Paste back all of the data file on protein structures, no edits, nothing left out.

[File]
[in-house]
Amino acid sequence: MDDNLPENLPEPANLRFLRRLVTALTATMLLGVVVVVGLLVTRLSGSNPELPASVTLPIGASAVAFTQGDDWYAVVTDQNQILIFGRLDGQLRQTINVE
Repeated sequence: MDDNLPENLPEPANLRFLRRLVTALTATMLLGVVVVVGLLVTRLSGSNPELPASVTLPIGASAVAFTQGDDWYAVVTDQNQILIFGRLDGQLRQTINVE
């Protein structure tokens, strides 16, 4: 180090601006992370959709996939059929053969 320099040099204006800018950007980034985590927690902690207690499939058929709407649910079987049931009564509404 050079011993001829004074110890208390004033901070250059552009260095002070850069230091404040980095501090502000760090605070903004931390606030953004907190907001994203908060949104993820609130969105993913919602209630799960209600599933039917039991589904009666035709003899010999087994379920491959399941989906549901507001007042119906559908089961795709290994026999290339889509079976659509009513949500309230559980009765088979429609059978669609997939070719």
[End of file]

[in-house]
Amino acid sequence: MDDNLPENLPEPANLRFLRRLVTALTATMLLGVVVVVGLLVTRLSGSNPELPASVTLPIGASAVAFTQGDDWYAVVTDQNQILIFGRLDGQLRQTINVE
Repeated sequence: MDDNLPENLPEPANLRFLRRLVTALTATMLLGVVVVVGLLVTRLSGSNPELPASVTLPIGASAVAFTQGDDWYAVVTDQNQILIFGRLDGQLRQTINVE
């Protein structure tokens, strides 16, 4: 180090601006992370959709996939059929053969 320099040099204006800018950007980034985590927690902690207690499939058929709407649910079987049931009564509404 050079011993001829004074110890208390004033901070250059552009260095002070850069230091404040980095501090502000760090605070903004931390606030953004907190907001994203908060949104993820609130969105993913919602209630799960209600599933039917039991589904009666035709003899010999087994379920491959399941989906549901507001007042119906559908089961795709290994026999290339889509079976659509009513949500309230559980009765088979429609059978669609997939070719």